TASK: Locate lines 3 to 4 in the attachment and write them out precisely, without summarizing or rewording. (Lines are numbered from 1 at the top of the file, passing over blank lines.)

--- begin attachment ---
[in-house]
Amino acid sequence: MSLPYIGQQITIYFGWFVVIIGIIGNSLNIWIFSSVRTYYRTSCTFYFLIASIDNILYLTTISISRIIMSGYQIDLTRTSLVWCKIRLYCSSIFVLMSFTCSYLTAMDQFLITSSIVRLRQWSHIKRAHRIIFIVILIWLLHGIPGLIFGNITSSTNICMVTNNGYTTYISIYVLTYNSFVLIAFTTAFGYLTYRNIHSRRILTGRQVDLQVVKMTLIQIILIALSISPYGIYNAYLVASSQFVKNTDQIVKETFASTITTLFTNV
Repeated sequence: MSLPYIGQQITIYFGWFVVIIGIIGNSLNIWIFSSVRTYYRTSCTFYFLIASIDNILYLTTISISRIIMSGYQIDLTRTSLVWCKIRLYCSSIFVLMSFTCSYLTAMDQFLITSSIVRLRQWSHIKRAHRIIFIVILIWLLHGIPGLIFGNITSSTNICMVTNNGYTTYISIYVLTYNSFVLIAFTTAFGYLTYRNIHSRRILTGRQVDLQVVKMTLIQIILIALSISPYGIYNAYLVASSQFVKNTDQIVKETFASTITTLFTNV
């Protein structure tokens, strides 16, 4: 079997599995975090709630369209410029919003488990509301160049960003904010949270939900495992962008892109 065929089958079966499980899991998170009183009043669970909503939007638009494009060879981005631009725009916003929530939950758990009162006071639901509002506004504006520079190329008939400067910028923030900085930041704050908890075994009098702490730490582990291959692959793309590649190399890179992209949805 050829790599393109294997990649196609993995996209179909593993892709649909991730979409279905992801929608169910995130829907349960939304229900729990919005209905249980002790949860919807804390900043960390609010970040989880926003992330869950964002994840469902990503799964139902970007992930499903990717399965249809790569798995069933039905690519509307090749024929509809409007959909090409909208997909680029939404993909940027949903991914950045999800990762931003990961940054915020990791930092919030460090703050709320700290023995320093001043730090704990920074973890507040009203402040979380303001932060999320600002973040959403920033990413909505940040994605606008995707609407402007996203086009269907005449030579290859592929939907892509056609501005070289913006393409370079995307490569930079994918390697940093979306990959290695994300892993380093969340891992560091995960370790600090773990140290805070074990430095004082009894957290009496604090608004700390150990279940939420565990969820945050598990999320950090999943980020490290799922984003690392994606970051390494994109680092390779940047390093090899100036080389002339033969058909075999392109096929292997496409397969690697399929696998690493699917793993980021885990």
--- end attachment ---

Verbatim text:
Repeated sequence: MSLPYIGQQITIYFGWFVVIIGIIGNSLNIWIFSSVRTYYRTSCTFYFLIASIDNILYLTTISISRIIMSGYQIDLTRTSLVWCKIRLYCSSIFVLMSFTCSYLTAMDQFLITSSIVRLRQWSHIKRAHRIIFIVILIWLLHGIPGLIFGNITSSTNICMVTNNGYTTYISIYVLTYNSFVLIAFTTAFGYLTYRNIHSRRILTGRQVDLQVVKMTLIQIILIALSISPYGIYNAYLVASSQFVKNTDQIVKETFASTITTLFTNV
């Protein structure tokens, strides 16, 4: 079997599995975090709630369209410029919003488990509301160049960003904010949270939900495992962008892109 065929089958079966499980899991998170009183009043669970909503939007638009494009060879981005631009725009916003929530939950758990009162006071639901509002506004504006520079190329008939400067910028923030900085930041704050908890075994009098702490730490582990291959692959793309590649190399890179992209949805 050829790599393109294997990649196609993995996209179909593993892709649909991730979409279905992801929608169910995130829907349960939304229900729990919005209905249980002790949860919807804390900043960390609010970040989880926003992330869950964002994840469902990503799964139902970007992930499903990717399965249809790569798995069933039905690519509307090749024929509809409007959909090409909208997909680029939404993909940027949903991914950045999800990762931003990961940054915020990791930092919030460090703050709320700290023995320093001043730090704990920074973890507040009203402040979380303001932060999320600002973040959403920033990413909505940040994605606008995707609407402007996203086009269907005449030579290859592929939907892509056609501005070289913006393409370079995307490569930079994918390697940093979306990959290695994300892993380093969340891992560091995960370790600090773990140290805070074990430095004082009894957290009496604090608004700390150990279940939420565990969820945050598990999320950090999943980020490290799922984003690392994606970051390494994109680092390779940047390093090899100036080389002339033969058909075999392109096929292997496409397969690697399929696998690493699917793993980021885990």